The new directors of DVT, formerly the almost terminal Davnet, have battled hard to make something of the company, but shareholders are still not a happy bunch.

Chairman Geoff Lord did his best to “simplify” the 13-resolution notice of meeting, but no matter what spin he tried to put on it, shareholders generally weren’t happy, in particular the ASA’s Giles Edwards.

Edwards’ beef in particular was with the grant of options to some past directors and current non-executive directors which had no clearly enunciated and transparent performance hurdles, some were open to the directors themselves to set their own hurdles, and weren’t long term. Some were exercisable immediately, others within the first year of their grant.

Edwards pointed out that rules one and two in the book on corporate governance is that you don’t award options to NEDs – their job is to protect the shareholders, and awarding options flied in the face of that duty – and if you do award options to executives, they should provide some form of long-term incentive.

Chairman Geoff Lord battled manfully to try and placate Edwards, but in the end had to agree with him on many of his arguments and conceded that most of the resolutions being put to shareholders today were carry overs from the bad old days of Davnet. They had asked the old Davnet / DVT executives and directors to forfeit their previous benefits and promised they would be reinstated once Davnet / DVT had merged with USC, the company which Lord has been chaired.

Of the thirteen resolutions, the more procedural of them passed without incident.

But when we moved to the shares and options grants, the meeting heated up.

The resolution to adopt an executive option plan was voted against by a show of hands and in fact it probably would have almost been voted down unanimously but for about three or four who were in favour.

Edwards hammered Lord on this one, saying he was “strenuously opposed” to it and first pointing out that the company was in the middle of a buy-back, which should in theory inflate the share price. Therefore, he argued that the exercise price for the options should be correspondingly raised.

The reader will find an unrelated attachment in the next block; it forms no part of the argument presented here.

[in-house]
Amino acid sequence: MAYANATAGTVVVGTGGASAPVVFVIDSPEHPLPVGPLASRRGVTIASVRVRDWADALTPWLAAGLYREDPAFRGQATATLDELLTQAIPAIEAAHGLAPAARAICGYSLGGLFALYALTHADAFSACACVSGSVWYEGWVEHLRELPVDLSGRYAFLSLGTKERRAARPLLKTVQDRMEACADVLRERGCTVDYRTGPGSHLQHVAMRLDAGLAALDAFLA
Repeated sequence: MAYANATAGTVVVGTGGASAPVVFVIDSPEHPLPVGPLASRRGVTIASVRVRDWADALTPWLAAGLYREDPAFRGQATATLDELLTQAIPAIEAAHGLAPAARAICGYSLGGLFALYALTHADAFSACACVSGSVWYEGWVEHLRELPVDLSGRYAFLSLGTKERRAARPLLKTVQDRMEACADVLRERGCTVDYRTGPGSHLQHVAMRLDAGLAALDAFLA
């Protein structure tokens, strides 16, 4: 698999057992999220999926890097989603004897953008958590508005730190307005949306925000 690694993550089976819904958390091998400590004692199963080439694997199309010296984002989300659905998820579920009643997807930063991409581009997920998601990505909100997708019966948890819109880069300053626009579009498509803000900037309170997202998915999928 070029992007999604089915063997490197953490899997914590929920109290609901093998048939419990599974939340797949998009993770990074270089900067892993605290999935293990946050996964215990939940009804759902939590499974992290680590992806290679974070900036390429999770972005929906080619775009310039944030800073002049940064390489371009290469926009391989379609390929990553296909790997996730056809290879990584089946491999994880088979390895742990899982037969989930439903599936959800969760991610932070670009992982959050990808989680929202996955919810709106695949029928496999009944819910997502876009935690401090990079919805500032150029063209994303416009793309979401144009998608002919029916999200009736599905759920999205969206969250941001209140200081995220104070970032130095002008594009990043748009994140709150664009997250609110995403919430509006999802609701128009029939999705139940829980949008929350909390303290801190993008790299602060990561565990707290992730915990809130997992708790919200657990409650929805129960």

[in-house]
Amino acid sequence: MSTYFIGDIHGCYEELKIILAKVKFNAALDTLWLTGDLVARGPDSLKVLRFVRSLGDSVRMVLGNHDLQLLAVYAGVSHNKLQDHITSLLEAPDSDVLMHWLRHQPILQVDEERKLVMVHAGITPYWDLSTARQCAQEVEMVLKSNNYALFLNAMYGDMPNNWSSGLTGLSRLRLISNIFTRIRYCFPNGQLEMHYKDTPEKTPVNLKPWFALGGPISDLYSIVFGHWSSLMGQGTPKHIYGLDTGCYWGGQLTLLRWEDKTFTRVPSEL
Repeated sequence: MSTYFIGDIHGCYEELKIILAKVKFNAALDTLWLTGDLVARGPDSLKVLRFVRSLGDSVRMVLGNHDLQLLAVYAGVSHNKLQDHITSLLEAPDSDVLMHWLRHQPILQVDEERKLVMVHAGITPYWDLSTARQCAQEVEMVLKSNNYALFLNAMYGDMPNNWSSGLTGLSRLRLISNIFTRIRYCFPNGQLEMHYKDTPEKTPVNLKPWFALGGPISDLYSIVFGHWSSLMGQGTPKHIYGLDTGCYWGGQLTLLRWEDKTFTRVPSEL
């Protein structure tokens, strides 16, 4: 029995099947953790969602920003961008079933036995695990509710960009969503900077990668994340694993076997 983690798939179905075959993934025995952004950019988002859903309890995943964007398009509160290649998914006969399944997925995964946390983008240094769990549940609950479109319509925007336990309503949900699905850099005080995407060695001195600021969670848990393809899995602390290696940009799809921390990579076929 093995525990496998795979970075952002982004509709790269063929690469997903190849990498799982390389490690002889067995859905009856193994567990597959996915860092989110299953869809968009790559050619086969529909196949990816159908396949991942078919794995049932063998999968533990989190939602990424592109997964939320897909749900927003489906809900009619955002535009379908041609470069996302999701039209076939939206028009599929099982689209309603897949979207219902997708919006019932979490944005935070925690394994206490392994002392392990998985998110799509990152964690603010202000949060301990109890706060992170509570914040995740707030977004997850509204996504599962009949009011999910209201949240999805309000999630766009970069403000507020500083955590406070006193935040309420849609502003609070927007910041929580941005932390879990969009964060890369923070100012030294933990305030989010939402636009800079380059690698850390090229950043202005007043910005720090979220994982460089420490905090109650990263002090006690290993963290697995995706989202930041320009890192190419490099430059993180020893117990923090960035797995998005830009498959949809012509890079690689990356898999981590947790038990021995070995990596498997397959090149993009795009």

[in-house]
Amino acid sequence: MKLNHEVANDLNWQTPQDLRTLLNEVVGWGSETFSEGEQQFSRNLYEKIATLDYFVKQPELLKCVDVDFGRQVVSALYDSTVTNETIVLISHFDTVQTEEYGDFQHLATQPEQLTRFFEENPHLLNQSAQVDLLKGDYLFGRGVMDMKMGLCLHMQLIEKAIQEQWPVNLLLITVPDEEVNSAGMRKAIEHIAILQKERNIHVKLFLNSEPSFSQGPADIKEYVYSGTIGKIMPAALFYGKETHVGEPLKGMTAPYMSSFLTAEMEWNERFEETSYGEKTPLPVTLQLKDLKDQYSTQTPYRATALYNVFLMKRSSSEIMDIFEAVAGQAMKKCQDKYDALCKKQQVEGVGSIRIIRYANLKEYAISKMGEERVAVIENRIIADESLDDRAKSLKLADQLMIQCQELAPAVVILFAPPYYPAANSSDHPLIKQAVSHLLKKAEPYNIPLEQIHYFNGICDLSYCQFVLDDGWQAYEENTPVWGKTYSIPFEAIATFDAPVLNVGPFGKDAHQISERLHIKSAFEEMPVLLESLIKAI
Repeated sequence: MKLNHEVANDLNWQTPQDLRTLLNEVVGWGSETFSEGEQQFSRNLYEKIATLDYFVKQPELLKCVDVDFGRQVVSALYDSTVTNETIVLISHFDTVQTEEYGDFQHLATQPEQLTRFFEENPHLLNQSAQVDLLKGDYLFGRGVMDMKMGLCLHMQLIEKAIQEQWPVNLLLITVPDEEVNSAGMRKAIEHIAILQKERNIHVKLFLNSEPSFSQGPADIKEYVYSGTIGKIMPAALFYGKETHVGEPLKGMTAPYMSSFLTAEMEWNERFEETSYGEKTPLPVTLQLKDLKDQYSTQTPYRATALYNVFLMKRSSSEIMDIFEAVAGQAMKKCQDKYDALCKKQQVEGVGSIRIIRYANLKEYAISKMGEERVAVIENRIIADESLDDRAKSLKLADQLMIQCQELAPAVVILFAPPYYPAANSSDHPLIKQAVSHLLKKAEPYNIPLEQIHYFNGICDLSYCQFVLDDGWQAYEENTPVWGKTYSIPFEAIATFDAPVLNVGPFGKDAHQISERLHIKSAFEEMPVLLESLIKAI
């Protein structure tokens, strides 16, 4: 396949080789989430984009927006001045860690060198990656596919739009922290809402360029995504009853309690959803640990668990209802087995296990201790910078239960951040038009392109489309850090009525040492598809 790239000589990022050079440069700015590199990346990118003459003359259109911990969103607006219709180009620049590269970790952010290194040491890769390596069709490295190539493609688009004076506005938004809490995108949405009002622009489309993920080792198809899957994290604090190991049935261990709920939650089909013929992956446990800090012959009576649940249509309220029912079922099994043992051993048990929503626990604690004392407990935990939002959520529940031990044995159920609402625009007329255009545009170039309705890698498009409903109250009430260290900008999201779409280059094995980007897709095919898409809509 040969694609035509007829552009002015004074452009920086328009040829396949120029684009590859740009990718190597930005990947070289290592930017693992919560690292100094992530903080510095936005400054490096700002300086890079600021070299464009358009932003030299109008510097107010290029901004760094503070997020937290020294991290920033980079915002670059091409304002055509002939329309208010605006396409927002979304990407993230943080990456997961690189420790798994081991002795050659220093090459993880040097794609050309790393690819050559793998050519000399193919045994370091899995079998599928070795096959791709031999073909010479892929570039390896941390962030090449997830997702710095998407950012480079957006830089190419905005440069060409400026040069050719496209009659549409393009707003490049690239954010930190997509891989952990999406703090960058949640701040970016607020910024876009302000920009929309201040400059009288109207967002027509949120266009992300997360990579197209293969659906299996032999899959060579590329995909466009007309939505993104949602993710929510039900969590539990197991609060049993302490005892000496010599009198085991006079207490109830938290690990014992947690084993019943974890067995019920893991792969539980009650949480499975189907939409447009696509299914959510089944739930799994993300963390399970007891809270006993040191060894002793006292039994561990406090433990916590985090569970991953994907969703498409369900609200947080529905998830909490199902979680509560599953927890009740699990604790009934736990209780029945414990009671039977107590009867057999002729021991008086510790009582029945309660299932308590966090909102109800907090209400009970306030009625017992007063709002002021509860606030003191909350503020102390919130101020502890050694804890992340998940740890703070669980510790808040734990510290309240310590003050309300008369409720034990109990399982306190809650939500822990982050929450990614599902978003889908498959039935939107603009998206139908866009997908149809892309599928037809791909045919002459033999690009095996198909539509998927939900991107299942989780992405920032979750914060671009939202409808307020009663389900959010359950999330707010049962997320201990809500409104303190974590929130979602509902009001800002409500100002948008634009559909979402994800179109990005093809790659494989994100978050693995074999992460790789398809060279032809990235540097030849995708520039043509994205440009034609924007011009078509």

The contrary argument to this was laid out by Gary Pemberton last week at TAB – namely, a buy back doesn’t affect share price because if it did, no-one would participate as it would make more sense to wait for the share price to increase and then sell on the market.

But Lord obviously hasn’t been around the traps as long as Pembo and didn’t have the ready-made retort handy!

Despite the obvious dissent in the room, the proxies were overwhelmingly in favour, with only about 20.9 million of the 900 or so million proxy votes being cast against this resolution.

Another shareholder who grilled the chairman quite well at this meeting and at their previous merger meeting wanted to know who the heck would vote in favour of this resolution, saying that he didn’t know how anyone could have voted in favour of this.

He even asked whether in fact the chairman had cast his votes in favour of this. Of course he hadn’t (and couldn’t), but it was a fair enough question.

The debate got a bit personal when this shareholder raised the issue of company secretary Mark Hubbard’s association with another lemon, PowerTel.

Hubbard fired up and said how he and the other PowerTel directors saved that company from total oblivion.

Director Jean-Marie Simart also got pretty terse when stating his exasperation that shareholders often associate the current DVT board with the failures of the former Davnet directors.

He gave an impassioned plea that the directors should be given some form of reward for going without remuneration for some time, including a period without directors’ professional indemnity insurance because insurance companies wouldn’t touch the company with a barge pole.

Lord got so flustered with all the questioning on the executive option scheme that he inadvertently skipped the next agenda item before being alerted by the ASA’s Edwards!

The other shareholder who tag-teamed with Edwards also probed the company on its ambitious growth targets.

Lord said the company was now meeting them on a monthly basis, and applied the extrapolator to say that the company was now where they said they’d be, but a few months and the leveler comes into play with devastating effect.

The shareholder suggested that the company should be eagerly reporting this good news to shareholders, but he had heard nothing.

Given that some of these resolutions caused so much angst among shareholders, it is surprising that the proxies were overwhelmingly in favour of them. The resolution which attracted the most opposition was that to award options to Hubbard.

He had some 42.5 million voted against him and about 169 million shares excluded from calculations, but still that only worked out to a “no” vote of only about 6% or so.

Presumably, it was a case of shareholders who just couldn’t be bothered with the company any more and trusted the new leadership to turn it around, or it may have been a hangover from the days of the company awarding shares and options to its directors and executives like it was going out of fashion.

The little guy shareholder who actually shelled out their hard earned for the now almost worthless shares (currently trading at about 3.5 cents) doesn’t seem to have much of a say in the future of this company.

Peter Fray

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